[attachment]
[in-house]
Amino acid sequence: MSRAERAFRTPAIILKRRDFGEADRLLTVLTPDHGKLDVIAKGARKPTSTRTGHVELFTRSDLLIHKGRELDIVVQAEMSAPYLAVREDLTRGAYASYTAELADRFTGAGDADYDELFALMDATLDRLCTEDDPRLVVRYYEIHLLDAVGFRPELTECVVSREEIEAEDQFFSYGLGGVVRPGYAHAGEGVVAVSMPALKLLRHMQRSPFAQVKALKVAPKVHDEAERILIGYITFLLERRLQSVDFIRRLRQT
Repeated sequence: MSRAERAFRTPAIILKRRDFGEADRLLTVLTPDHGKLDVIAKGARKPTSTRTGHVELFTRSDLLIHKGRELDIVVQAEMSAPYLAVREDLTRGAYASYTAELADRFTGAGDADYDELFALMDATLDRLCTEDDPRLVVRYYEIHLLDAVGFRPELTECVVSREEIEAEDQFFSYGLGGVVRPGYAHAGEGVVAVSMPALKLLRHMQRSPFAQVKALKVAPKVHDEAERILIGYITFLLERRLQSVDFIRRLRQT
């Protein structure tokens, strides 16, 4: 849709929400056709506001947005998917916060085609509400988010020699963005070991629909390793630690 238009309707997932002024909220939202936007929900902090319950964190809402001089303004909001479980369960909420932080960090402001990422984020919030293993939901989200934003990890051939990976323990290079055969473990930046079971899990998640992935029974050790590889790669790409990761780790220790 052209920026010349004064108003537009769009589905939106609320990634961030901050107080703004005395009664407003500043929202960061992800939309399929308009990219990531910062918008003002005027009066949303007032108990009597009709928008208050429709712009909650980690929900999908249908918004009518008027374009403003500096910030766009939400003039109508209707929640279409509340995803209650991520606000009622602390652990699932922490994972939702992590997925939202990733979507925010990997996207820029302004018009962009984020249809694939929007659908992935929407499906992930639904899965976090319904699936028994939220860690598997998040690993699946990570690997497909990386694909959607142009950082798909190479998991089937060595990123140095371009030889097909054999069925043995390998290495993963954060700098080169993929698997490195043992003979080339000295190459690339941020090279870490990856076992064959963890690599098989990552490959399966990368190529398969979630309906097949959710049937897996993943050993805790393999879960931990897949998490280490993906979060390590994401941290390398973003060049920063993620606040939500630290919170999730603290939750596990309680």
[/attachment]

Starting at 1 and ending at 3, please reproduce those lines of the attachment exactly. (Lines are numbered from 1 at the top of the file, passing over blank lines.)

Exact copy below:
[in-house]
Amino acid sequence: MSRAERAFRTPAIILKRRDFGEADRLLTVLTPDHGKLDVIAKGARKPTSTRTGHVELFTRSDLLIHKGRELDIVVQAEMSAPYLAVREDLTRGAYASYTAELADRFTGAGDADYDELFALMDATLDRLCTEDDPRLVVRYYEIHLLDAVGFRPELTECVVSREEIEAEDQFFSYGLGGVVRPGYAHAGEGVVAVSMPALKLLRHMQRSPFAQVKALKVAPKVHDEAERILIGYITFLLERRLQSVDFIRRLRQT
Repeated sequence: MSRAERAFRTPAIILKRRDFGEADRLLTVLTPDHGKLDVIAKGARKPTSTRTGHVELFTRSDLLIHKGRELDIVVQAEMSAPYLAVREDLTRGAYASYTAELADRFTGAGDADYDELFALMDATLDRLCTEDDPRLVVRYYEIHLLDAVGFRPELTECVVSREEIEAEDQFFSYGLGGVVRPGYAHAGEGVVAVSMPALKLLRHMQRSPFAQVKALKVAPKVHDEAERILIGYITFLLERRLQSVDFIRRLRQT